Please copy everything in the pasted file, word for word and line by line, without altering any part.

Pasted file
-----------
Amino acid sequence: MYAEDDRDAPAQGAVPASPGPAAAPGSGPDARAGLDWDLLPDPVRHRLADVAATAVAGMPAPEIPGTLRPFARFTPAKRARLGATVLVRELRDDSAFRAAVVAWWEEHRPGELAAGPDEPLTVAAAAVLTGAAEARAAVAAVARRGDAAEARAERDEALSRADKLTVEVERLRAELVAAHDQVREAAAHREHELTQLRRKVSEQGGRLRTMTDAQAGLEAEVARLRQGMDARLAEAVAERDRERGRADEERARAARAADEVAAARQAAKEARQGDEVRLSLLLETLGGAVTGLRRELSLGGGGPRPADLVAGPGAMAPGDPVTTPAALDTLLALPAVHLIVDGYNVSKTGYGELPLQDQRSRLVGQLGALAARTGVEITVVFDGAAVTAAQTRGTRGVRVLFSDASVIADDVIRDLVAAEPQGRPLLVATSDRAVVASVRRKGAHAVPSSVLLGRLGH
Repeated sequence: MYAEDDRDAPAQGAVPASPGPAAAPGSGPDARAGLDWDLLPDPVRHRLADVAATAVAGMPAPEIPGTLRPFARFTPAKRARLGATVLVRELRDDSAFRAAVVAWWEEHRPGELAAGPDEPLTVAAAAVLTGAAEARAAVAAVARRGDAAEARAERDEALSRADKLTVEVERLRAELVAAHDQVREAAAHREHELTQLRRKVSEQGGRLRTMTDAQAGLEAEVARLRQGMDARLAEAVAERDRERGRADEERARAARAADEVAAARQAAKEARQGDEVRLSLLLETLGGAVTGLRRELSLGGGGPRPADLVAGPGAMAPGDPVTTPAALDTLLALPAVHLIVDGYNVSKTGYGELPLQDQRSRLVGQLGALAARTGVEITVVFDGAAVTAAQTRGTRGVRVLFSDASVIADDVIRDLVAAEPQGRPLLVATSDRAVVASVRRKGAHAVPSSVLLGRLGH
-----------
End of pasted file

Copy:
Amino acid sequence: MYAEDDRDAPAQGAVPASPGPAAAPGSGPDARAGLDWDLLPDPVRHRLADVAATAVAGMPAPEIPGTLRPFARFTPAKRARLGATVLVRELRDDSAFRAAVVAWWEEHRPGELAAGPDEPLTVAAAAVLTGAAEARAAVAAVARRGDAAEARAERDEALSRADKLTVEVERLRAELVAAHDQVREAAAHREHELTQLRRKVSEQGGRLRTMTDAQAGLEAEVARLRQGMDARLAEAVAERDRERGRADEERARAARAADEVAAARQAAKEARQGDEVRLSLLLETLGGAVTGLRRELSLGGGGPRPADLVAGPGAMAPGDPVTTPAALDTLLALPAVHLIVDGYNVSKTGYGELPLQDQRSRLVGQLGALAARTGVEITVVFDGAAVTAAQTRGTRGVRVLFSDASVIADDVIRDLVAAEPQGRPLLVATSDRAVVASVRRKGAHAVPSSVLLGRLGH
Repeated sequence: MYAEDDRDAPAQGAVPASPGPAAAPGSGPDARAGLDWDLLPDPVRHRLADVAATAVAGMPAPEIPGTLRPFARFTPAKRARLGATVLVRELRDDSAFRAAVVAWWEEHRPGELAAGPDEPLTVAAAAVLTGAAEARAAVAAVARRGDAAEARAERDEALSRADKLTVEVERLRAELVAAHDQVREAAAHREHELTQLRRKVSEQGGRLRTMTDAQAGLEAEVARLRQGMDARLAEAVAERDRERGRADEERARAARAADEVAAARQAAKEARQGDEVRLSLLLETLGGAVTGLRRELSLGGGGPRPADLVAGPGAMAPGDPVTTPAALDTLLALPAVHLIVDGYNVSKTGYGELPLQDQRSRLVGQLGALAARTGVEITVVFDGAAVTAAQTRGTRGVRVLFSDASVIADDVIRDLVAAEPQGRPLLVATSDRAVVASVRRKGAHAVPSSVLLGRLGH